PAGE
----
Disaster Risks, Low-Probability Events and Decision-Making Biases

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Published by IWA Publishing in 2017, Large Risks with Low Probabilities: Perceptions and Willingness to Take Preventive Measures against Flooding, edited by Tadeusz Tyszka and Piotr Zielonka, has recently become available in Open Access at the Open Research Library, as part of the KU Select 2019: STEM Backlist Books collection.

A Blog Post by Pablo Markin.


Tyszka, Tadeusz, and Piotr Zielonka, eds. Large Risks with Low Probabilities. IWA Publishing, 2017. Accessed September 16, 2020. https://openresearchlibrary.org.

Description

Edited by Tyszka and Zielonka, Large Risks with Low Probabilities is a collection of studies of one particular category of risk-related situations. Namely, this volume investigates situations involving highly negative consequences with low probabilities. Situations of this type involve both natural and man-made disasters, e.g., floods, technological hazards, economic crises and epidemics. Such risks are characterized by the two following features: They occur relatively rarely, as the probability of their occurrence is very low, and they have extremely negative consequences, which is related to their catastrophic nature. Such events generally cannot be prevented, but one can both try to anticipate them and undertake actions aimed at ameliorating their negative consequences. Consequently, the first part of the book is devoted to risk perception issues. It includes studies devoted to the research questions which arise when individuals deal with probabilities, and small probabilities in particular. Thus, this volume investigates how probabilistic information can be communicated effectively, the impact of emotions on perceptions of, and reactions to, probabilistic information and other relevant issues. The second part of the book is devoted to protection and insurance against risk. Thus, it includes studies concentrating on the following questions: What determines a person’s willingness to take preventive actions in areas susceptible to severe flooding and how do people form their own risk estimates? Research results presented in this book extends the knowledge of human behavior in situations characterized by large risks and low probabilities, while leading to a better comprehension of the functioning of cognitive and affective processes in perception and decision making in situations where uncertainty and risk are accompanied by highly negative consequences.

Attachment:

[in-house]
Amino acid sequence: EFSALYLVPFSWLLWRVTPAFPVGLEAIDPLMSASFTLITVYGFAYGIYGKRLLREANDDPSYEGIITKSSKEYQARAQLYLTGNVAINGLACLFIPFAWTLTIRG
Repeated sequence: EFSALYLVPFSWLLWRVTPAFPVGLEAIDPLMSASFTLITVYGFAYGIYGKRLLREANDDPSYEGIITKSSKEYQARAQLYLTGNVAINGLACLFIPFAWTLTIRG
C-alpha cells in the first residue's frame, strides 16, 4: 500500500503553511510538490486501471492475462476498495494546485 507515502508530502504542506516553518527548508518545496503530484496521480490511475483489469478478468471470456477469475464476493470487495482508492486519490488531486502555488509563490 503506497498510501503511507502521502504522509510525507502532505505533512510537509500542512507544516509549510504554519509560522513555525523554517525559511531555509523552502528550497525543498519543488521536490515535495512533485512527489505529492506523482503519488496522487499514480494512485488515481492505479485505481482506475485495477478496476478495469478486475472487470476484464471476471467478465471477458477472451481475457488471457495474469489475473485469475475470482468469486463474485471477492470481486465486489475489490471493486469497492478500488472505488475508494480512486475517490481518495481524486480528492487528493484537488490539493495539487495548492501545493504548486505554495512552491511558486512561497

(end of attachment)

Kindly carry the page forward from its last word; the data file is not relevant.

Outtake

In their opening chapter for this book, Tadeusz Tyszka and Piotr Zielonka have argued that

[i]rrespective of the specific model involved, the decision theory approach assumes that the probabilities and severities of consequences are prime determinants of attitudes towards precautionary behaviours. In a study presented in Chapter 6 of this volume Tyszka and Konieczny compared both perceptions of flood threat and self-protective behaviour between residents of two types of region:  one being protected by flood levees and the other being unprotected. Differences in perceptions of flood threat and self-protective behaviour were found between these regions. Surprisingly though, there was no support for the hypothesis that perceived probability of damage and perceived magnitude of damage caused by floods influence willingness to take protective actions. Thus, despite the common presumption and some empirical findings (see Lindell & Perry, 2012) that perceptions of risk are an important factor influencing the taking of protective actions, this idea is not supported by Tyszka and Konieczny’s research. The  finding that residents’ flood risk perceptions were not related to the number of  protective actions taken is not exceptional: Horney et al. (2010) failed to find a  correlation between residents’ risk perceptions and evacuation from the path of  Hurricane Isabel in North Carolina in 2003. So the expectation that perceptions of high risk of property damage or injury are a sufficient condition for precautionary decisions is not justified. This supports Camerer and Kunreuther’s (1989) claim that economic decision theory does not provide an adequate account of insurance- related behaviour and leaves room for education and intervention by policymakers and relevant authorities” (Tyszka and Zielonka, 2017, p. 15).

Edited by Pablo Markin


Reference

Tyszka, Tadeusz, and Piotr Zielonka, eds. Large Risks with Low Probabilities: Perceptions and Willingness to Take Preventive Measures against Flooding. IWA Publishing, 2017. Accessed September 16, 2020. https://openresearchlibrary.org.


Featured Image Credits

Cathedral of Blessed Sacrament, Phillipstown, Christchurch, Canterbury, New Zealand, June 9, 2011 | © Courtesy of Bernard Spragg. NZ/Flickr.

Pablo Markin

Community Manager, Open Research Community

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